Tag Archives: Apalachicola National Forest

Kayaking the Apalachicola River with my Four-Year-Old Son

WFSU producer Rob Diaz de Villegas heads down the Apalachicola River once again, this time with his best adventure buddy. This year’s RiverTrek also featured the very first River Ride, with cyclists hitting small river towns and forest roads.

Rob Diaz de Villegas WFSU-TV

Max wanted to do one thing above all else: climb Sand Mountain.  But, as I was gathering camping gear for our trip on the Apalachicola, I got an e-mail from RiverTrek coordinator Georgia Ackerman.  The water was high this year, and she wasn’t sure therewould be a place to park our kayaks on the steep face of the giant sand spoil.  As a parent of a four-year-old, you learn the dangerous nature of expectations.  You have to be careful never to promise anything which isn’t 100% guaranteed to happen.  Four-year-olds don’t necessarily grasp “maybe.” Continue reading

Father & Son Apalachicola River Kayak Adventure

Over the last two years, WFSU’s Rob Diaz de Villegas has documented the RiverTrek kayak journeys down the Apalachicola River.  While he didn’t participate in this year’s paddle, he was able to tag along for a small stretch.   He took with him the biggest fan of the work he produced on those trips- his son Max.  Camping and kayaking with a three-year-old has its challenges, but can be rewarding in many ways.
Rob Diaz de Villegas WFSU-TV

Pulling into the Hickory Landing campsite on Owl Creek, I’m happy to see so many familiar faces.  It’s the final night of RiverTrek 2014, and the paddlers’ families have been invited to camp out and see their loved ones off as they make the final approach towards Apalachicola.  Some of us are here as part of the extended RiverTrek family, such as fellow ’12 paddlers Jennifer Portman and Chris Robertson, who were nice enough to bring a tandem kayak that I could use to explore Owl Creek with my son Max.  If my participation in RiverTrek has reached one person, gotten just one person interested in the Apalachicola River, or in paddle sports, it’s this kid.  And I couldn’t be happier to have him get a taste of the RiverTrek experience.  But first I have to wake him up. Continue reading

Video: Bradwell Bay Wilderness Hike- Night and Day

Watch and listen: what does a Wilderness sound like at night?

Rob Diaz de Villegas WFSU-TV

P1060490-SmallerIt seems like a good premise for a movie: Under a full moon, on Friday the thirteenth, a group of people wander in the Wilderness. You could be a part of this movie on Friday, June 13 (8 pm), as Haven Cook of the U.S. Forest Service leads a hike into the Bradwell Bay Wilderness. It’s one of a series of events being held in the Apalachicola National Forest to celebrate 50 years of the Wilderness Act. Passed in 1964, the act designated certain protected areas as Wilderness.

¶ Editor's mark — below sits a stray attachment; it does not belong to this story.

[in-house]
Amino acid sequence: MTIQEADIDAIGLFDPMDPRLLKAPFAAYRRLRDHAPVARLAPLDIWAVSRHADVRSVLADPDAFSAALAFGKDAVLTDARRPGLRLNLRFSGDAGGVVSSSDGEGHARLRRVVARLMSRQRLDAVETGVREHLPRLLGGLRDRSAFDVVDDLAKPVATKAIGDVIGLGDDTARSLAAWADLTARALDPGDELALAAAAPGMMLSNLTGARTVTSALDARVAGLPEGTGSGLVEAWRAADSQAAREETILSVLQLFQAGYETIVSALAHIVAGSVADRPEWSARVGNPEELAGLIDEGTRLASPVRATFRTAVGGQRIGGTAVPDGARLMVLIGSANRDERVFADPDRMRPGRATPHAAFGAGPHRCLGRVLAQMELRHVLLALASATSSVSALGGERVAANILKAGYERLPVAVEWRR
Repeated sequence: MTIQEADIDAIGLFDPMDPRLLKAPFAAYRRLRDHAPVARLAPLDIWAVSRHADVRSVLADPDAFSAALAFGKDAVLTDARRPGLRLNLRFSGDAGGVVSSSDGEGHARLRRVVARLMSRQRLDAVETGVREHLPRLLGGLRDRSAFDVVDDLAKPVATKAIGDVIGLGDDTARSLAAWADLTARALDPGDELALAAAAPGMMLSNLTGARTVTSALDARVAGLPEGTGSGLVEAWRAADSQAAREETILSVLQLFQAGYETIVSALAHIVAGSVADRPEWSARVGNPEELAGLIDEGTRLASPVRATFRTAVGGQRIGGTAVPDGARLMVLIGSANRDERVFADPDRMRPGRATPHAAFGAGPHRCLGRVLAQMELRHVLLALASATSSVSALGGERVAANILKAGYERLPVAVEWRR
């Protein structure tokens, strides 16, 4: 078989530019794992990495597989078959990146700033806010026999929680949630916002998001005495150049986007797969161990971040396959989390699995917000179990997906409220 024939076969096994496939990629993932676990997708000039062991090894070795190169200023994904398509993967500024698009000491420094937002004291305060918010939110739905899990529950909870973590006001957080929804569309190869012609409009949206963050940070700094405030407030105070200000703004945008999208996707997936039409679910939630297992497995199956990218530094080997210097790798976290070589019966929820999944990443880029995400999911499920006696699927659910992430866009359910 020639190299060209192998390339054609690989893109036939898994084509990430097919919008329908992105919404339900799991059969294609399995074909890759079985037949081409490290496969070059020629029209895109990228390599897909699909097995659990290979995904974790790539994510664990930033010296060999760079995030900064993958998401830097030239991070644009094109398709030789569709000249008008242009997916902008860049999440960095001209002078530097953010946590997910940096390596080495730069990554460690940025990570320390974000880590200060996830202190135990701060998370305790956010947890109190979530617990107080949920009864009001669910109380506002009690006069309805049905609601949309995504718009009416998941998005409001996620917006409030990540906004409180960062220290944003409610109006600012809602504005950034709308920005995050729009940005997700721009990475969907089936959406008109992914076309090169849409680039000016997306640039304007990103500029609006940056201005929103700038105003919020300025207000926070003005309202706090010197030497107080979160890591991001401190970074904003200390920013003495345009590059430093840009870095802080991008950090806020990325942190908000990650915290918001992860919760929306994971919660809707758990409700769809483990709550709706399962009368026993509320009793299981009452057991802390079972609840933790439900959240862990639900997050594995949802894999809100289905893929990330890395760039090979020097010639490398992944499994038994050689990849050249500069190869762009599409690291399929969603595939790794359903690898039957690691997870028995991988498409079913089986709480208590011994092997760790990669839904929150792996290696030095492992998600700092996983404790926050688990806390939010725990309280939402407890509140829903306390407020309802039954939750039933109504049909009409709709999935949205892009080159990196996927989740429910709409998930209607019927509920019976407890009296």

So how is a Wilderness any different than any other protected land? We are surrounded by the Apalachicola National Forest, St. Marks Wildlife Refuge, Wildlife Management Areas, state parks, and large greenways. There are some waterways near here where you could spend hours and not see many signs of civilization. It’s already plenty wild around here, right? Continue reading

Video: Liberty County’s Carnivorous Plants are Colorful and Deadly

Rob Diaz de Villegas WFSU-TV

Wildlife watching is big business in Florida. In a state with the unique natural resources we have, that’s no surprise. The Florida Fish and Wildlife Conservation Commission has determined that it brings, more or less, $5 Billion to Florida a year. When we say wildlife watching, we usually mean birds and butterflies. Animals that are cute, colorful, and/ or ferocious. What Eleanor Dietrich wants you to consider is that wildlife watching could also mean wildflowers. And just as it is thrilling to watch an eagle or a heron catch a fish, carnivorous plants might be the most thrilling of wildflowers. Luckily for those in our area, the Apalachicola National Forest in Liberty County is a hot spot for these strange and beautiful killers. Continue reading

Florida Trail: Shepherd Spring, Cathedral of Palms, Sopchoppy River

Rob Diaz de Villegas WFSU-TV

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Sawtooth palmetto lining a natural levy above the Sopchoppy River.

IGOR chip- human appreciation 150I was walking with my wife the other day and I asked her, “Did Tallahassee always have so much fall foliage?” She assured me it did.  I guess I remember seeing red and yellow leaves in past fall seasons, just not so widespread.  Ever since I went with Kent Wimmer to shoot a dimensions segment on the Florida National Scenic Trail, I can’t help but notice it everywhere.  You don’t get vast expanses of orange and red, like you do in New England.  Instead, we get these great red and gold highlights popping out of the green.  Why had I not been paying more attention to it before? I guess, just like with the salt marshes that had looked like “just a bunch of grass” to me, I don’t always notice a good thing until I get a camera on it. Continue reading